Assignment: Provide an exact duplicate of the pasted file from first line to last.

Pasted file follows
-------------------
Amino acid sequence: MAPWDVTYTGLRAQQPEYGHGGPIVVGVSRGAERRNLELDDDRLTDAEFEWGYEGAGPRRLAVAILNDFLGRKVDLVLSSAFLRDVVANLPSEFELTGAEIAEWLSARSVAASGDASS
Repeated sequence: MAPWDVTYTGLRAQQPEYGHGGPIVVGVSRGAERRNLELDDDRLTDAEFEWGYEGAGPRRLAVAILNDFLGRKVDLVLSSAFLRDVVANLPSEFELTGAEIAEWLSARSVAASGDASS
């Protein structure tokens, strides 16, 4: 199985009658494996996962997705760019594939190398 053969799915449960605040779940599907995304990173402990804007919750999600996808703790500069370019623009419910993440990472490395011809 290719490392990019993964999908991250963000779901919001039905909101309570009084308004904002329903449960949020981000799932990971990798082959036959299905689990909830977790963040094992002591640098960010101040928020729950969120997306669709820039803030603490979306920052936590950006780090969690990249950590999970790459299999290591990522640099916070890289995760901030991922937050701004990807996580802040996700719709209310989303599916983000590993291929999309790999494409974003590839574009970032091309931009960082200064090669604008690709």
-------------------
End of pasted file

Amino acid sequence: MAPWDVTYTGLRAQQPEYGHGGPIVVGVSRGAERRNLELDDDRLTDAEFEWGYEGAGPRRLAVAILNDFLGRKVDLVLSSAFLRDVVANLPSEFELTGAEIAEWLSARSVAASGDASS
Repeated sequence: MAPWDVTYTGLRAQQPEYGHGGPIVVGVSRGAERRNLELDDDRLTDAEFEWGYEGAGPRRLAVAILNDFLGRKVDLVLSSAFLRDVVANLPSEFELTGAEIAEWLSARSVAASGDASS
């Protein structure tokens, strides 16, 4: 199985009658494996996962997705760019594939190398 053969799915449960605040779940599907995304990173402990804007919750999600996808703790500069370019623009419910993440990472490395011809 290719490392990019993964999908991250963000779901919001039905909101309570009084308004904002329903449960949020981000799932990971990798082959036959299905689990909830977790963040094992002591640098960010101040928020729950969120997306669709820039803030603490979306920052936590950006780090969690990249950590999970790459299999290591990522640099916070890289995760901030991922937050701004990807996580802040996700719709209310989303599916983000590993291929999309790999494409974003590839574009970032091309931009960082200064090669604008690709």